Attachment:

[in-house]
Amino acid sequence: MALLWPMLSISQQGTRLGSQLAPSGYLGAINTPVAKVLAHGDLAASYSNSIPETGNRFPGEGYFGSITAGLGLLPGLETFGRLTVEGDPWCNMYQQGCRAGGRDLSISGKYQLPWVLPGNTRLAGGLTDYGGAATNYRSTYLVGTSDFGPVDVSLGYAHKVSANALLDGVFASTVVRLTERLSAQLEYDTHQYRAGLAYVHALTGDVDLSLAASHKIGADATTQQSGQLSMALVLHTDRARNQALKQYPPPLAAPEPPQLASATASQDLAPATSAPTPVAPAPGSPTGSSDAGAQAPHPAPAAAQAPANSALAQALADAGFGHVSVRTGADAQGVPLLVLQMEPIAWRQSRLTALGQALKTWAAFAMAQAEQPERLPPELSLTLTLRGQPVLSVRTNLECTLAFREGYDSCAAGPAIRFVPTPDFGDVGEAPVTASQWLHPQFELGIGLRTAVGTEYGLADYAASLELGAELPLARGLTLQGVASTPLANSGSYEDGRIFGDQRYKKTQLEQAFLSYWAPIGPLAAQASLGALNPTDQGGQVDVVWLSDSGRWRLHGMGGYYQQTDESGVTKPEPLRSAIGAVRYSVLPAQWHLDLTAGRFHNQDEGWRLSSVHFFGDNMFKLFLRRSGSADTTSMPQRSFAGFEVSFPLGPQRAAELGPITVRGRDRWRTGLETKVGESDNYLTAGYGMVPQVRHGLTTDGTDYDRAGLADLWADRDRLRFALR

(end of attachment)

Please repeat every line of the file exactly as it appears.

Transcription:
[in-house]
Amino acid sequence: MALLWPMLSISQQGTRLGSQLAPSGYLGAINTPVAKVLAHGDLAASYSNSIPETGNRFPGEGYFGSITAGLGLLPGLETFGRLTVEGDPWCNMYQQGCRAGGRDLSISGKYQLPWVLPGNTRLAGGLTDYGGAATNYRSTYLVGTSDFGPVDVSLGYAHKVSANALLDGVFASTVVRLTERLSAQLEYDTHQYRAGLAYVHALTGDVDLSLAASHKIGADATTQQSGQLSMALVLHTDRARNQALKQYPPPLAAPEPPQLASATASQDLAPATSAPTPVAPAPGSPTGSSDAGAQAPHPAPAAAQAPANSALAQALADAGFGHVSVRTGADAQGVPLLVLQMEPIAWRQSRLTALGQALKTWAAFAMAQAEQPERLPPELSLTLTLRGQPVLSVRTNLECTLAFREGYDSCAAGPAIRFVPTPDFGDVGEAPVTASQWLHPQFELGIGLRTAVGTEYGLADYAASLELGAELPLARGLTLQGVASTPLANSGSYEDGRIFGDQRYKKTQLEQAFLSYWAPIGPLAAQASLGALNPTDQGGQVDVVWLSDSGRWRLHGMGGYYQQTDESGVTKPEPLRSAIGAVRYSVLPAQWHLDLTAGRFHNQDEGWRLSSVHFFGDNMFKLFLRRSGSADTTSMPQRSFAGFEVSFPLGPQRAAELGPITVRGRDRWRTGLETKVGESDNYLTAGYGMVPQVRHGLTTDGTDYDRAGLADLWADRDRLRFALR